Watching a film as a family is a good way to give everyone some downtime. As an added bonus, you could even start your very own family film club with little and big people writing, drawing or recording their own reviews. Movies are also a fantastic way to inspire travel with your kids. Here are nine films which will help your family explore the world.
1. The Secret Life of Walter Mitty
Recommended for older children, this is essentially the story of a mid-life crisis that takes the title character from Greenland to Iceland and onto the Himalayas with plenty of time spent closer to home in the United States. Directed by and starring Ben Stiller it’s a slow-moving film that divides opinion, so it’s actually a great film to expand your children’s minds, give your family plenty to discuss after and feed your collective wanderlust with some amazing cinematography.
2. Holiday in the Wild
You might be dubious about a Netflix Christmas romantic comedy but for any families who have travelled to or long to explore Africa, this film is the perfect way to escape to a continent that is far out of reach right now. It’s another story of mid-life challenges but this one involves a baby elephant, those never-ending African skies (although it’s never entirely clear where exactly in Africa Kristin Davis’ character is) and the ending will make you feel happy. What’s not to like?
Starting in Peru with the famous marmalade sandwiches, this critically-acclaimed film moves swiftly to London and takes you on a funny, heart-warming and poignant exploration of London, Londoners and how people welcome (or don’t) strangers from other lands. Equally charming is Paddington 2 and the chance to see Hugh Grant as you’ve never seen him before. Both films keep the kids hooked and the adults entertained.
This animated story starts in Shanghai and travels across China, the Gobi Desert and into the Himalayas as a young girl and her friends meet, befriend and protect a Yeti as they escort him back to his family on Mount Everest. It’s a lovely movie for younger kids, with a great soundtrack, a feel-good ending and just the right amount of peril. Just don’t overthink the plot inconsistencies and set your expectations for a kids’ movie.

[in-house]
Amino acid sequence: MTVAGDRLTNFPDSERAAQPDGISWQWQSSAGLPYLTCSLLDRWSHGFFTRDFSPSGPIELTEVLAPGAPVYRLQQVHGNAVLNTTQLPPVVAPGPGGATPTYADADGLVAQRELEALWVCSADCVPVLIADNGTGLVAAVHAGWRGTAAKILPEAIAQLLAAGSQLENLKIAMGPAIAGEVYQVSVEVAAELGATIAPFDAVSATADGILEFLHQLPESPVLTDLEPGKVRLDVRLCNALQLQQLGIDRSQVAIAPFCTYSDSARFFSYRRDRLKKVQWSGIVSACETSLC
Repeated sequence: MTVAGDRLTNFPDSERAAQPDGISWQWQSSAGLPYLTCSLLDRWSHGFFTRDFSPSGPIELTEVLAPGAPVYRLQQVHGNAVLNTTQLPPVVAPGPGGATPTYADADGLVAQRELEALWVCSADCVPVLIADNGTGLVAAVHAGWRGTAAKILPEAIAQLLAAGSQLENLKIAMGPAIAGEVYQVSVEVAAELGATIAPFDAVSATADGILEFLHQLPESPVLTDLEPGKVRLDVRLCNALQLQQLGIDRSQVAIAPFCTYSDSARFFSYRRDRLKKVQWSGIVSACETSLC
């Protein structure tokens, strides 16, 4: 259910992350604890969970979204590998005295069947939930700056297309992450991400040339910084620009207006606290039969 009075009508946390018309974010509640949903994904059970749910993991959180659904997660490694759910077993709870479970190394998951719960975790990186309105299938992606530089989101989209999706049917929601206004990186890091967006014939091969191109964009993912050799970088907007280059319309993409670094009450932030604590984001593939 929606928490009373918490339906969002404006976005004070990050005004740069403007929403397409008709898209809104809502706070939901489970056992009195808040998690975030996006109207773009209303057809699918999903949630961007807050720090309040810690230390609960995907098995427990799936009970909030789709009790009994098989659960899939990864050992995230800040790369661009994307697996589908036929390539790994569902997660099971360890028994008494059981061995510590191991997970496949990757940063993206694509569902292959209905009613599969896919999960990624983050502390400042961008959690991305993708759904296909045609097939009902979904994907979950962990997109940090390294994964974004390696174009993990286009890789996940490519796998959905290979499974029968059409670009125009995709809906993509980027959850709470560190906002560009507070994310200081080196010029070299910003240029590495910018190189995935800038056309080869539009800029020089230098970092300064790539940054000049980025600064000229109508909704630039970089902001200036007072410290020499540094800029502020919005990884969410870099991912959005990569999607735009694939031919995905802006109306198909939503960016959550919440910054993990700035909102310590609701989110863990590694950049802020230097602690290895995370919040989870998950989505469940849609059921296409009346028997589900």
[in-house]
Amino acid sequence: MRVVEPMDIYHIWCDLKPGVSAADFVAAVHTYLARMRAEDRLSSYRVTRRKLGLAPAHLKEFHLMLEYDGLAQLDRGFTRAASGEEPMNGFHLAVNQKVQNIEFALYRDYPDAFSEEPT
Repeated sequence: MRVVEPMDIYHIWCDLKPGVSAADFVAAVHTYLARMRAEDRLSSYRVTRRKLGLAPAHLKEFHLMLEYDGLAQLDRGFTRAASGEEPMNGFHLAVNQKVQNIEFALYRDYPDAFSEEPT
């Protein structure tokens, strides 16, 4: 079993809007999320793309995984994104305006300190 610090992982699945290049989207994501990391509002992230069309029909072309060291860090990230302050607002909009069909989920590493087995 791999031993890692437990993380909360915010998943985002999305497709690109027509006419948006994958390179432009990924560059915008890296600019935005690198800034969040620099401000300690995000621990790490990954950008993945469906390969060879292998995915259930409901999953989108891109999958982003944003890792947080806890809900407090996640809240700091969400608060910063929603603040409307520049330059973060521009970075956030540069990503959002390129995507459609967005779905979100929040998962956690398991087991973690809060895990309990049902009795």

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5. Fly Away Home
A bereaved daughter finds purpose and rebuilds her relationship with her father when they work together to help a flock of geese learn their migratory route from rural Ontario to North Carolina. This simple low-budget film from 1996 is a real surprise. It’s beautifully shot with bird’s eye views of the bucolic Canadian landscape and there are not-so-subtle lessons in how we are impacting our natural world and above all a story of love, renewal and working together.
Set in Polynesian culture and with a plot involving a young girl going on a journey to save her family homeland, Moana was always going to feature on a list of travel films for children. The fact that the music is by Lin Manuel Miranda is a big bonus, as is the strong female lead, the magic in the story and the fact it features a silly chicken. It’s perfect for a family movie night with younger school-age children.
This heart-warming animation follows a young musician as he journeys (literally) into his family’s past and ultimately heals a long-lasting familial rift. It is a lovely way to learn about the significance of the Day of the Dead in Mexican culture and be thoroughly entertained while you do. Widely praised for its impressive animation, musical score and voice acting, Coco was also the first big-budget feature film with an all-Latino principal cast – giving you plenty of discussion points for your family film club.
8. Mr. Bean’s Holiday
It might be painful viewing for some of us but following the awkward accident-prone Mr. Bean as he gets tangled up in all sorts of mess is a lovely way to take the family to France for 90 minutes. There is some beautiful footage as the film journeys south to Cannes and while this style of comedy may sit awkwardly in 2020 it will still make your kids laugh. Failing that you’ve still expanded their cultural horizons by introducing them to a very specific brand of 90s British comedy.
9. The Cave of the Yellow Dog
A gentle film with a simple plot, at first glance award-winning The Cave of the Yellow Dog may feel too slow to keep the kids fully engaged. But it rewards perseverance: with its story of a young Mongolian girl returning to her nomadic family it is a cinematic lesson in how different some children’s lives are to those experiences of our children. There are plenty of sweeping vistas of the Mongolian steppe too, just to feed your own wanderlust.
This article was first published on www.lonelyplanet.com.